Scandal and Eastertide

Rembrandt’s depiction of the resurrection of Jesus.

“Believing in Christ’s resurrection…does not mean affirming a fact. It means being possessed by the life-giving Spirit and participating in the powers of the age to come.” — Jürgen Moltmann

The scandal of Christianity is a scandal of singularity. Such singularity that resists all universalisation, all reason, all genres and species of logic. Christianity departs from all ‘sacred logic’ that separates “the world” from “the divine” — the gods no longer live above, there is not an order of intelligible, immutable forms: God became flesh, and entered into the depths of that being, into death. God did this in a singular human history, in a singular human personality, in Jesus the Nazarene.

The scandal grows, as the history of Jesus unfolds and culminates in his arrest, trial, crucifixion and death. God dies. God did not enter the world to rule, or to even make the divine universally known. In Jesus, God spoke a human language, full of its ambiguity, frailty, untranslatability. In Jesus, God enters into a specific place, into a specific time in the history of the universe. Born of a specific woman, raised in a specific family, culture, and political situation.

In entering into time, God enters into creation to renew it. After the resurrection, in one account, Jesus is mistaken as the gardener: his being is one of care, the renewer of all creation. This is not something that occurs in the future, in some sort of end of the world time. The time of the world is ending, as the new creation is being born. This is Easter, this is resurrection. Being in the world, Jesus is not of the world, not of this world, but a world and an age to come. And through his resurrection, we are all invited to participate in the bringing of that world and that age. Behold, St Paul says, if anyone is in Christ, if anyone follows his way and lives in but not of the world, there is the new creation. Everything becomes new.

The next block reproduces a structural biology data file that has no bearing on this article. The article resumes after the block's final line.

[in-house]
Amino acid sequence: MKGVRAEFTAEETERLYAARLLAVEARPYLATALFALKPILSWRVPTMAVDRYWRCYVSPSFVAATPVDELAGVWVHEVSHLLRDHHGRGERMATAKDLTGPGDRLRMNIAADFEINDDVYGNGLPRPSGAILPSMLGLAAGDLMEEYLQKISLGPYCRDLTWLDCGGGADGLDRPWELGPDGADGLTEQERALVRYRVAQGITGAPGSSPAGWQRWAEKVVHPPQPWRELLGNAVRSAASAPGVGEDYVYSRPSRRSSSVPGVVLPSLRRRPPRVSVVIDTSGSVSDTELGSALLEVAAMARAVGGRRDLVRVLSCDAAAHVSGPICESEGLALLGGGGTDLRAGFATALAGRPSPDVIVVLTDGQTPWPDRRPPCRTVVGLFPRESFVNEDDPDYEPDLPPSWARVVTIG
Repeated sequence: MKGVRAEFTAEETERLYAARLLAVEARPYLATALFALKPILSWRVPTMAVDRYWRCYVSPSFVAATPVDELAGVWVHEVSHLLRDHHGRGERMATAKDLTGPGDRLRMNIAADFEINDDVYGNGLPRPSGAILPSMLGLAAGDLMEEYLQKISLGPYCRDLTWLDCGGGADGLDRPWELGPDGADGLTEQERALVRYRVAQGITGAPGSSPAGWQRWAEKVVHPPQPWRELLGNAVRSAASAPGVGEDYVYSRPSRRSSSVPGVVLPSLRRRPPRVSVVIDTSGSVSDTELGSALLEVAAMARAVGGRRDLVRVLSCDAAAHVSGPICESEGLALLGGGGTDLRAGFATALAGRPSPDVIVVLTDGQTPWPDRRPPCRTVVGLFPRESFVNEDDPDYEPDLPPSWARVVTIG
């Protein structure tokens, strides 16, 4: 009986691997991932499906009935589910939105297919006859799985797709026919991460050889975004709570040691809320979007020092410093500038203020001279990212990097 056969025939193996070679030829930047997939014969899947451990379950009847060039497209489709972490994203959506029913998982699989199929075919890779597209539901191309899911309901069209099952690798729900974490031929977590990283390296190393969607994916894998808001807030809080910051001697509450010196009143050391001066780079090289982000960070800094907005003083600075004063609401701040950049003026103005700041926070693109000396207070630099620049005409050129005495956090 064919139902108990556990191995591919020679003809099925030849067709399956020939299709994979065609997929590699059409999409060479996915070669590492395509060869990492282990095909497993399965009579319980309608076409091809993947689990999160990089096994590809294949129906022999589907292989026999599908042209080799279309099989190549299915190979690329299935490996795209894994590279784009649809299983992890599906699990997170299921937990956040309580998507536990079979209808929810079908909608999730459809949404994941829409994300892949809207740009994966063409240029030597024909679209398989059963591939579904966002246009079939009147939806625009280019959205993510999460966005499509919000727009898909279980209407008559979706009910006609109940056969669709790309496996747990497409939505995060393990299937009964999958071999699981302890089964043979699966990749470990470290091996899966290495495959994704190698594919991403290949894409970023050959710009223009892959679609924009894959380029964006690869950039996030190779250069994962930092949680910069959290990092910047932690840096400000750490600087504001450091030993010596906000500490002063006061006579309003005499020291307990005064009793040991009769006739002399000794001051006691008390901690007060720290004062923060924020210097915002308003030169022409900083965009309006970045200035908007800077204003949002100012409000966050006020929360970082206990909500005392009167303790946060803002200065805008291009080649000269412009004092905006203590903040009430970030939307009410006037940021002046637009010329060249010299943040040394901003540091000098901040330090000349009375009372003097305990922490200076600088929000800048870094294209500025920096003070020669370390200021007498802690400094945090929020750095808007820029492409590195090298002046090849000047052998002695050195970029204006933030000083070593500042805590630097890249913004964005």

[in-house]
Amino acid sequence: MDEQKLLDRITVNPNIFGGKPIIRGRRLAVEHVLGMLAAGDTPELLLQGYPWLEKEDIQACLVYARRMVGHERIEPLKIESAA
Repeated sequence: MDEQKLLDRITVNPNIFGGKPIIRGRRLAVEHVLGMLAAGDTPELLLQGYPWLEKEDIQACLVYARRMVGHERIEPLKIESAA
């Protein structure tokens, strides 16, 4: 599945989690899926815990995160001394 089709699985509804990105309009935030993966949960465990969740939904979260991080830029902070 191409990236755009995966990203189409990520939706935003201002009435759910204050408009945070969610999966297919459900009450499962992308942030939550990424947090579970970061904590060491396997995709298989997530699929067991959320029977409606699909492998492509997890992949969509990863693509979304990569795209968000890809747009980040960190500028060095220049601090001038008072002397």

That is what Easter means. That is what resurrection means. The world, the old world of pain and suffering, separation and death, is passing away. The new creation is coming, is already here. Death has been defeated, for God has entered into it and brought life out of death. Life that is singular, a scandal, because it is not found in the being of the world. It is non-worldly, yet it is in the world, striving for justice, peace, reconciliation; not as the world gives, but as Christ gives. Easter is a scandal, for it does not fit into any schema; it does not fit into any logic or any metaphysical or philosophical system. But it fits into the new creation. It ushers it in.

— Jeremy

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